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Open Access Highly Accessed Research article

Extended antimicrobial treatment of bacterial vaginosis combined with human lactobacilli to find the best treatment and minimize the risk of relapses

Per-Göran Larsson1*, Erik Brandsborg2, Urban Forsum3, Sonal Pendharkar4, Kasper Krogh Andersen4, Salmir Nasic5, Lennart Hammarström4 and Harold Marcotte4

Author Affiliations

1 Department of Obstetrics and Gynaecology Kärnsjukhuset, Skaraborg hospital and University of Skövde, SE-541 85 Skövde, Sweden

2 Bifodan AS, Bogbinderivej 6, DK-3390 Hundested, Denmark

3 Clinical Microbiology, Department of Clinical and Experimental Medicine, Linköping University, SE-581 85 Linköping, Sweden

4 Division of Clinical Immunology, Department of Laboratory Medicine, Karolinska Institutet at Karolinska University Hospital Huddinge, SE-141 86 Stockholm, Sweden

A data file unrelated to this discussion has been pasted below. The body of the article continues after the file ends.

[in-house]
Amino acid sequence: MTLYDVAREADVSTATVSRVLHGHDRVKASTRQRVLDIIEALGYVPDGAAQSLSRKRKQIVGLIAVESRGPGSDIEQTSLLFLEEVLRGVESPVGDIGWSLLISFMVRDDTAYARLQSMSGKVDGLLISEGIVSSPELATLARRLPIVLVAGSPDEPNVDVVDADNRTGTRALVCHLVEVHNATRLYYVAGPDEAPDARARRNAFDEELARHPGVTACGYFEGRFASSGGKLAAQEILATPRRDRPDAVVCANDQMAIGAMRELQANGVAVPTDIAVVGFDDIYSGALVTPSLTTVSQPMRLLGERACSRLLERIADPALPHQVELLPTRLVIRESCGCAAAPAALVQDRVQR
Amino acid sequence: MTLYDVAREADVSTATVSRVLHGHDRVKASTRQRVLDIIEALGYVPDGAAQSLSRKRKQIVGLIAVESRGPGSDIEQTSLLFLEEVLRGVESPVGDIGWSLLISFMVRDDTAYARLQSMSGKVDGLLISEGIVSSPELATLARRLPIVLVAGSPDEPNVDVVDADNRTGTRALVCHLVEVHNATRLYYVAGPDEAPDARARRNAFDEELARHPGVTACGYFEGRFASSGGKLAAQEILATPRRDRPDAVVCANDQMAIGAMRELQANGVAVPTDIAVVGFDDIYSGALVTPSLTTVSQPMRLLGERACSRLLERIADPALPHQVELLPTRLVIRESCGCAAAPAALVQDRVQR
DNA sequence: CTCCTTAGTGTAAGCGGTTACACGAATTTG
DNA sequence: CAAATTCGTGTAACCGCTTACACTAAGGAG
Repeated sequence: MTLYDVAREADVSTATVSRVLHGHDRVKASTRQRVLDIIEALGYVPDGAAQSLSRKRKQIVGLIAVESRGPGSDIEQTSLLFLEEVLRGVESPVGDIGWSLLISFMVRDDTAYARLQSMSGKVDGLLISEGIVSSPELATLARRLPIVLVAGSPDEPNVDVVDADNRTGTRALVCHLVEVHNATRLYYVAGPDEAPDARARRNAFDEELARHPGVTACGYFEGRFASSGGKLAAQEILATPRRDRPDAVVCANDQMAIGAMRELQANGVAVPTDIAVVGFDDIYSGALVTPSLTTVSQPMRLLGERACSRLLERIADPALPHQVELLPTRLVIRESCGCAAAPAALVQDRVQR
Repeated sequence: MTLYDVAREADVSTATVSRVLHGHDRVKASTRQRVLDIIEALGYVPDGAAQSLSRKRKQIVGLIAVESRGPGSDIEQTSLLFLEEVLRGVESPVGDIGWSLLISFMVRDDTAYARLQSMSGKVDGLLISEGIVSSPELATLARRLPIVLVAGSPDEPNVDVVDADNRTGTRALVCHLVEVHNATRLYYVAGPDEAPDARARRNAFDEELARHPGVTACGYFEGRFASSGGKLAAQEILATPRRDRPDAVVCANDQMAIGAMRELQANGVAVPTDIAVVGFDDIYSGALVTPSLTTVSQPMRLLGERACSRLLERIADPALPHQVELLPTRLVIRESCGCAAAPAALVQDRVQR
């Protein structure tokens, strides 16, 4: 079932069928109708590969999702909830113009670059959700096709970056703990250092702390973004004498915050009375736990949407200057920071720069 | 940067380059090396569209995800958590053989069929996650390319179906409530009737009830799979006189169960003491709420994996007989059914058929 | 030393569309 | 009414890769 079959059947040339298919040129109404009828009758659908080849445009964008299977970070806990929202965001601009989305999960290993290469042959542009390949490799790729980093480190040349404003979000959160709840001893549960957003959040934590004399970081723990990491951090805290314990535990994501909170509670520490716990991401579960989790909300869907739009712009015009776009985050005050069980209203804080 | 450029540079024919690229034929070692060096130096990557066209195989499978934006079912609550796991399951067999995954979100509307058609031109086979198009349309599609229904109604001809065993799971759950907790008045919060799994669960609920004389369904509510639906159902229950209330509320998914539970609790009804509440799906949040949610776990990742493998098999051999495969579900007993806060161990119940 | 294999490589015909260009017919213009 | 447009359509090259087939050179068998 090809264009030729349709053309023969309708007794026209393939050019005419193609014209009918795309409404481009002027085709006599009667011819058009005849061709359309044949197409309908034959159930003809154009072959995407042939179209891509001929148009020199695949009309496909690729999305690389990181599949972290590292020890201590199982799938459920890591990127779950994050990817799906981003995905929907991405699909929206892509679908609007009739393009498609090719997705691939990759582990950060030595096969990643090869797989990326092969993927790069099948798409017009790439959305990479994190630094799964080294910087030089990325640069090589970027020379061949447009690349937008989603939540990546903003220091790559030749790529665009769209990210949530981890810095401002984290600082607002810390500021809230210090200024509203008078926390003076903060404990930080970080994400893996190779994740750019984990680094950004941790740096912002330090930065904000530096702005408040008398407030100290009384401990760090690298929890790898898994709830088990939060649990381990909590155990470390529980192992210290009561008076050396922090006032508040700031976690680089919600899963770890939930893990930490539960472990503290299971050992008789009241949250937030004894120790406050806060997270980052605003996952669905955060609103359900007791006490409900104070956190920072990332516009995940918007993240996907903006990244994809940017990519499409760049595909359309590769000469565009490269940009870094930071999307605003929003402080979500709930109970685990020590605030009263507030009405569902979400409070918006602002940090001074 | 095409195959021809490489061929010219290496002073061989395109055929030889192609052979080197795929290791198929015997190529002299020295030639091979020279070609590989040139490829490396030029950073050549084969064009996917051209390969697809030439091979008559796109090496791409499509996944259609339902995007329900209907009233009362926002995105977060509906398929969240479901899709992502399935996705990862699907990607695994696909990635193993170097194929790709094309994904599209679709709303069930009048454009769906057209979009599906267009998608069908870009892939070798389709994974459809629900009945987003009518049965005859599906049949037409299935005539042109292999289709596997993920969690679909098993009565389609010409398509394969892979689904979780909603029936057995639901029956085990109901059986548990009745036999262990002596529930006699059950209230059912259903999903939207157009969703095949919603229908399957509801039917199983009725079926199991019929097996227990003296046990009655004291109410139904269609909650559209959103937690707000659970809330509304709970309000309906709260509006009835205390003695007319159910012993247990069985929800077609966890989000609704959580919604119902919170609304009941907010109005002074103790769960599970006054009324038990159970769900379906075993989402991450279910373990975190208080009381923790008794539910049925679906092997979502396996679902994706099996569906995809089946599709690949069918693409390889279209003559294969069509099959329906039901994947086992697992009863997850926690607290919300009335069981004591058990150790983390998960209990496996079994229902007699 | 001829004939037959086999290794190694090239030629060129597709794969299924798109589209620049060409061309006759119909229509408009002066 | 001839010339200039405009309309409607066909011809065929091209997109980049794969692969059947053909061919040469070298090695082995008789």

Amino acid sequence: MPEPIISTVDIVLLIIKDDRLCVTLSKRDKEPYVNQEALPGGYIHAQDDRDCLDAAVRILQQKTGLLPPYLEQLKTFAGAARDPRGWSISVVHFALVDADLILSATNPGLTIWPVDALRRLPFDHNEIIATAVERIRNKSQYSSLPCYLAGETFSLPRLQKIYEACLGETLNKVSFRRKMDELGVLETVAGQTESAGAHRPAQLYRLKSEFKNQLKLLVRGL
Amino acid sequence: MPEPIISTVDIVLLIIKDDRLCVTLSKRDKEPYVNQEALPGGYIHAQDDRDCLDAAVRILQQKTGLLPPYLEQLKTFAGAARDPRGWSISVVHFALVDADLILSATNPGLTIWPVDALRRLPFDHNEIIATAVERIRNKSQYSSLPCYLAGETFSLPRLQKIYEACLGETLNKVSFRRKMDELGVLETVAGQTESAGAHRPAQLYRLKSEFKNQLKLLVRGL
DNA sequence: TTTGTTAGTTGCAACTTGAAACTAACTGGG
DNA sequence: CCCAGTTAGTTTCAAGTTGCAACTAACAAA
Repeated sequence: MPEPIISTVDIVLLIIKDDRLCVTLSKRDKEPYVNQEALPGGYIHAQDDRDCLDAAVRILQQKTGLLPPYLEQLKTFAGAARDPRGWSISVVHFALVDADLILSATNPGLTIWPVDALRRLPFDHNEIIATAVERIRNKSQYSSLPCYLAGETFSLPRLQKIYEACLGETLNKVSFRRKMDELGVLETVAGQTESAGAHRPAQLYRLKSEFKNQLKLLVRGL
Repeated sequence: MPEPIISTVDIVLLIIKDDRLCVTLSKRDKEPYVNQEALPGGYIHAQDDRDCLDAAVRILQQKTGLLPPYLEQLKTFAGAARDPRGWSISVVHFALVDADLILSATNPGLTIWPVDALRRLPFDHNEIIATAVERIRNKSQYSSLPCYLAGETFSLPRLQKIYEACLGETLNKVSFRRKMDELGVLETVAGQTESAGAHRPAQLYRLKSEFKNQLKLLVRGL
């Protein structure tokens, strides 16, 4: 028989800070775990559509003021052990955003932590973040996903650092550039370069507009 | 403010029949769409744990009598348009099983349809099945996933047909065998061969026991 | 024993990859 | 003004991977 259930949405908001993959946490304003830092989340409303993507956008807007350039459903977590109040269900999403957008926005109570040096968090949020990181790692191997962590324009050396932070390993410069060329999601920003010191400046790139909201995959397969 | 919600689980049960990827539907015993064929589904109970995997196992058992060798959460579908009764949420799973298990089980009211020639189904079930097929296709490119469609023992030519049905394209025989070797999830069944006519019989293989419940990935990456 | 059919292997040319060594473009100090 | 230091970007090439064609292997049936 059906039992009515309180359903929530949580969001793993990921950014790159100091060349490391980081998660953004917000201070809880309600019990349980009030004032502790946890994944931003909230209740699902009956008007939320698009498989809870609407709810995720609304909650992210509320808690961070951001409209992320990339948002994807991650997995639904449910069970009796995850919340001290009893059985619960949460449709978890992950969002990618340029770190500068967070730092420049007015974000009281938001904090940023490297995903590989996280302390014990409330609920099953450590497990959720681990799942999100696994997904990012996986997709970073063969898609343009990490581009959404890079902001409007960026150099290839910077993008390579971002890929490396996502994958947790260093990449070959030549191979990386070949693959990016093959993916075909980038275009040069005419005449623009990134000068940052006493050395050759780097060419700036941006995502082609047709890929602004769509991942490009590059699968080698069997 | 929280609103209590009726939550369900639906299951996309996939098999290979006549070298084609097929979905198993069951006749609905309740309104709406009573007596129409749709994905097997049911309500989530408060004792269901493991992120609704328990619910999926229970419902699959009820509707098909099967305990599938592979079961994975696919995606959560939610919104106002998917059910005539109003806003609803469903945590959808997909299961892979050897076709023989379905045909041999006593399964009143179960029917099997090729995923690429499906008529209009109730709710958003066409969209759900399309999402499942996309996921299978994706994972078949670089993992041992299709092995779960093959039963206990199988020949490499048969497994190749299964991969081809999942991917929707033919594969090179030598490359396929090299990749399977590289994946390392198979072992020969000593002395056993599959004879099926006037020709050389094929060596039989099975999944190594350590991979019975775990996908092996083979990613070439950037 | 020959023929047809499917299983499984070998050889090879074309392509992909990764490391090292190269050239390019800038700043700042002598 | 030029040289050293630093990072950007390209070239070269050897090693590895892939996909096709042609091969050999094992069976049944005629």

5 FoU Skas, Skaraborg hospital, SE-541 85 Skövde, Sweden

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BMC Infectious Diseases 2011, 11:223  doi:10.1186/1471-2334-11-223


The electronic version of this article is the complete one and can be found online at: http://www.biomedcentral.com/1471-2334/11/223


Received:23 February 2011
Accepted:19 August 2011
Published:19 August 2011

© 2011 Larsson et al; licensee BioMed Central Ltd.

This is an Open Access article distributed under the terms of the Creative Commons Attribution License (http://creativecommons.org/licenses/by/2.0), which permits unrestricted use, distribution, and reproduction in any medium, provided the original work is properly cited.

Abstract

Background

The primary objective of this study was to investigate if extended antibiotic treatment against bacterial vaginosis (BV) together with adjuvant lactobacilli treatment could cure BV and, furthermore, to investigate factors that could cause relapse.

Methods

In all, 63 consecutive women with bacterial vaginosis diagnosed by Amsel criteria were offered a much more aggressive treatment of BV than used in normal clinical practice with repeated antibiotic treatment with clindamycin and metronidazole together with vaginal gelatine capsules containing different strains of lactobacilli both newly characterised and a commercial one (109 freeze-dried bacteria per capsule). Oral clindamycin treatment was also given to the patient's sexual partner.

Results